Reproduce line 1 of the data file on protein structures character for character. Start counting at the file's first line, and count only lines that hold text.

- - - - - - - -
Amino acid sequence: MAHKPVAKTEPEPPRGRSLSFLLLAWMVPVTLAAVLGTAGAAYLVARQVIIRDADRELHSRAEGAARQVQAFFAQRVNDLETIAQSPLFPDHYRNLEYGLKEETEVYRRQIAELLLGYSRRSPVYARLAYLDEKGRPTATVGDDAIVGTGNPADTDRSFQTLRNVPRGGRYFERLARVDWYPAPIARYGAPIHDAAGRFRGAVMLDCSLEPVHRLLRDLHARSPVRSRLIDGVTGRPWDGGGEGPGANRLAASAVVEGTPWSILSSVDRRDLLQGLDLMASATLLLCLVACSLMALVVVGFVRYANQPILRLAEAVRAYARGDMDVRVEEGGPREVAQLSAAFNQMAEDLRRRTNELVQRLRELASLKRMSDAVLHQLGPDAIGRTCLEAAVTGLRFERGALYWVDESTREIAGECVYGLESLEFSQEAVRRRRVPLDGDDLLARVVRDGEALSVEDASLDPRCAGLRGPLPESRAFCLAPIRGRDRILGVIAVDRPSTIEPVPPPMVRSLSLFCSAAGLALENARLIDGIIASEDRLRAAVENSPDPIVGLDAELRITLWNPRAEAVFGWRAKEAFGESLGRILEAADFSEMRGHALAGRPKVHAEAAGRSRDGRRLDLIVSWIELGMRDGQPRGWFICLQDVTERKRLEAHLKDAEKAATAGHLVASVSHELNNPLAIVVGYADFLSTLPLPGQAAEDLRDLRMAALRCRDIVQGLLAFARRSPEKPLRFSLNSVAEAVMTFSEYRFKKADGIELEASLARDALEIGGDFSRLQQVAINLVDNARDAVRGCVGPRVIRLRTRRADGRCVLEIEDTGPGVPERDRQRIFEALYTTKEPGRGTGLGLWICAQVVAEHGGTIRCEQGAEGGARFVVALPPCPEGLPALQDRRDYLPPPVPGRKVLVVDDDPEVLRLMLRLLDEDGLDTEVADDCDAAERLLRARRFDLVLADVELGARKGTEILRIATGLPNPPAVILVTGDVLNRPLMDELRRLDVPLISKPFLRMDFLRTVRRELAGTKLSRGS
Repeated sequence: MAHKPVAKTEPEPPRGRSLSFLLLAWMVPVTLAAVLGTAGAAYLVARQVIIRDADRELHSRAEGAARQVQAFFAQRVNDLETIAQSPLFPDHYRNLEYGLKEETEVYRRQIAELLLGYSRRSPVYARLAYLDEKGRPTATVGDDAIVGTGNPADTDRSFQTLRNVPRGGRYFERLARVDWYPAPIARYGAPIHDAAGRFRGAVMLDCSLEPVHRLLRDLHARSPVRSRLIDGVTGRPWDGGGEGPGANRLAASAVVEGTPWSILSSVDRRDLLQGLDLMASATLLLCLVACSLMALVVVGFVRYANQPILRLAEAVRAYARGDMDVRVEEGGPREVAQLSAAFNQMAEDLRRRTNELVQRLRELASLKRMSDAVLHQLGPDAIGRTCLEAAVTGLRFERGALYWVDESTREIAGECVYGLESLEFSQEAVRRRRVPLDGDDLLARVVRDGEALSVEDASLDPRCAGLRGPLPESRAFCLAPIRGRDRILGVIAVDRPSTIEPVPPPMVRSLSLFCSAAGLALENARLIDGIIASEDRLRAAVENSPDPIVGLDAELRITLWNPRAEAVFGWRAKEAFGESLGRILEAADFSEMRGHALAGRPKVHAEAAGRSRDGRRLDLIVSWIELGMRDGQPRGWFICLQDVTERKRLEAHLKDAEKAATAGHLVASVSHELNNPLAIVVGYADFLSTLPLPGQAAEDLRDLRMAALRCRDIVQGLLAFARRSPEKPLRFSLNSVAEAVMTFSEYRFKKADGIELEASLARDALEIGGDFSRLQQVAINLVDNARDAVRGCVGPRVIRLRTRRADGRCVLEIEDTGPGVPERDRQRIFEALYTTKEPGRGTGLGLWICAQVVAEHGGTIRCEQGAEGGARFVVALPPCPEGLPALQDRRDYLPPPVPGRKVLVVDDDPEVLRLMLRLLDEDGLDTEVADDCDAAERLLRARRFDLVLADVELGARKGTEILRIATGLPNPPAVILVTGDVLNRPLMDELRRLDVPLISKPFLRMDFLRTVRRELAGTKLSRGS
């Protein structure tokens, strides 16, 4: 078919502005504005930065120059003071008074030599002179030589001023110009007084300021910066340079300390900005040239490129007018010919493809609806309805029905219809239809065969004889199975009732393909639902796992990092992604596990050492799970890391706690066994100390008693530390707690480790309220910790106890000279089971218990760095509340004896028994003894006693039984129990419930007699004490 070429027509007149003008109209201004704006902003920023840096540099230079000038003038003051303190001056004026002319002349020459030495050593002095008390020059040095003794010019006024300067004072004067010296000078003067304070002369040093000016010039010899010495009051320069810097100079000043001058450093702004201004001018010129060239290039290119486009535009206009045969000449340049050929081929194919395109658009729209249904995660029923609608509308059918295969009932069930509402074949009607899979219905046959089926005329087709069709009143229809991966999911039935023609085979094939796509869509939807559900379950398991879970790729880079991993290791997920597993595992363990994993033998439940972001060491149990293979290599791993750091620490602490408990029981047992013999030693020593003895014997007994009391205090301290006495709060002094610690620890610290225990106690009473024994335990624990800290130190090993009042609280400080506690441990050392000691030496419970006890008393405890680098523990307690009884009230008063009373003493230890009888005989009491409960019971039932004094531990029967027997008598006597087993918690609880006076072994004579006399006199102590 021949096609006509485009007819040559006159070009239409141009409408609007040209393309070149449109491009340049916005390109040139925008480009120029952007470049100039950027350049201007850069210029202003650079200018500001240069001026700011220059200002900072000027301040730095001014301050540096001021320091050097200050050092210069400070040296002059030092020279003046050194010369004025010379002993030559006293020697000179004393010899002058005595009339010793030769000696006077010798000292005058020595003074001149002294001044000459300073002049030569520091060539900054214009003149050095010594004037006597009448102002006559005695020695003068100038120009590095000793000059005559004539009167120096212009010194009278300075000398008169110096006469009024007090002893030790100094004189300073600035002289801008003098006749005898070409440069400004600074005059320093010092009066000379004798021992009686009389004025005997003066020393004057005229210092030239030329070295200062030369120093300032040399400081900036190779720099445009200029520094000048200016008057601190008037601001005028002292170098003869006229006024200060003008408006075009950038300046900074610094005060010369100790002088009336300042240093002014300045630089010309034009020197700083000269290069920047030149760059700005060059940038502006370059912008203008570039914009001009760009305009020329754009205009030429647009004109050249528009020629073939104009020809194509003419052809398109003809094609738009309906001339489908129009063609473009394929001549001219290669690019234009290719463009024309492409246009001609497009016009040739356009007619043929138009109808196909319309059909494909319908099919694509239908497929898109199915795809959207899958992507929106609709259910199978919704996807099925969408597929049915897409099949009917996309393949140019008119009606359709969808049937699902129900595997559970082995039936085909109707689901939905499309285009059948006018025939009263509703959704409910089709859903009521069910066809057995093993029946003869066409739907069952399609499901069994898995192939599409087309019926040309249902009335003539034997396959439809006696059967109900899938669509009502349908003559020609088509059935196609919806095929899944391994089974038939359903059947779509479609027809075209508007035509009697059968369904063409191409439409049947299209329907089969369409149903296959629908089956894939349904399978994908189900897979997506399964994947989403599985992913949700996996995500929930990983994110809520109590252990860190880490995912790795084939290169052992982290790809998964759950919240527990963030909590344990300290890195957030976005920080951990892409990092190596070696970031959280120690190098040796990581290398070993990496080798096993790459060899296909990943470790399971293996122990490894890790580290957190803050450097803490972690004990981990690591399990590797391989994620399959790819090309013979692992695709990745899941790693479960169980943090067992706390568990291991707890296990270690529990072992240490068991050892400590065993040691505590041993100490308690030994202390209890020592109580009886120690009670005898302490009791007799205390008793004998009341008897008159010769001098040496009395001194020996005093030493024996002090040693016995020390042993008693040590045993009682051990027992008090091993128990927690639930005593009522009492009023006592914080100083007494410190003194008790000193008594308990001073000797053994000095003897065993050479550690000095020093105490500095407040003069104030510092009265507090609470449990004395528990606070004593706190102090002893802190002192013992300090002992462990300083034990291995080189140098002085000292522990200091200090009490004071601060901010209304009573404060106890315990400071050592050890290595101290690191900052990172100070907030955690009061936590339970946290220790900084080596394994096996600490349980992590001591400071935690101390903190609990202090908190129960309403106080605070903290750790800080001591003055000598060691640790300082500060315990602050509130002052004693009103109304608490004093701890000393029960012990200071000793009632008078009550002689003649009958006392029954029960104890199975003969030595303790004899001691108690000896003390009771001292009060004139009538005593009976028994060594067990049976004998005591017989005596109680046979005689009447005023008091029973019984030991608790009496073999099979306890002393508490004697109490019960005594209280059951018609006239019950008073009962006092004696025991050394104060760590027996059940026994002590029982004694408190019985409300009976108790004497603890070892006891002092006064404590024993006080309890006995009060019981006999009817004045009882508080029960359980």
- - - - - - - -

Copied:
Amino acid sequence: MAHKPVAKTEPEPPRGRSLSFLLLAWMVPVTLAAVLGTAGAAYLVARQVIIRDADRELHSRAEGAARQVQAFFAQRVNDLETIAQSPLFPDHYRNLEYGLKEETEVYRRQIAELLLGYSRRSPVYARLAYLDEKGRPTATVGDDAIVGTGNPADTDRSFQTLRNVPRGGRYFERLARVDWYPAPIARYGAPIHDAAGRFRGAVMLDCSLEPVHRLLRDLHARSPVRSRLIDGVTGRPWDGGGEGPGANRLAASAVVEGTPWSILSSVDRRDLLQGLDLMASATLLLCLVACSLMALVVVGFVRYANQPILRLAEAVRAYARGDMDVRVEEGGPREVAQLSAAFNQMAEDLRRRTNELVQRLRELASLKRMSDAVLHQLGPDAIGRTCLEAAVTGLRFERGALYWVDESTREIAGECVYGLESLEFSQEAVRRRRVPLDGDDLLARVVRDGEALSVEDASLDPRCAGLRGPLPESRAFCLAPIRGRDRILGVIAVDRPSTIEPVPPPMVRSLSLFCSAAGLALENARLIDGIIASEDRLRAAVENSPDPIVGLDAELRITLWNPRAEAVFGWRAKEAFGESLGRILEAADFSEMRGHALAGRPKVHAEAAGRSRDGRRLDLIVSWIELGMRDGQPRGWFICLQDVTERKRLEAHLKDAEKAATAGHLVASVSHELNNPLAIVVGYADFLSTLPLPGQAAEDLRDLRMAALRCRDIVQGLLAFARRSPEKPLRFSLNSVAEAVMTFSEYRFKKADGIELEASLARDALEIGGDFSRLQQVAINLVDNARDAVRGCVGPRVIRLRTRRADGRCVLEIEDTGPGVPERDRQRIFEALYTTKEPGRGTGLGLWICAQVVAEHGGTIRCEQGAEGGARFVVALPPCPEGLPALQDRRDYLPPPVPGRKVLVVDDDPEVLRLMLRLLDEDGLDTEVADDCDAAERLLRARRFDLVLADVELGARKGTEILRIATGLPNPPAVILVTGDVLNRPLMDELRRLDVPLISKPFLRMDFLRTVRRELAGTKLSRGS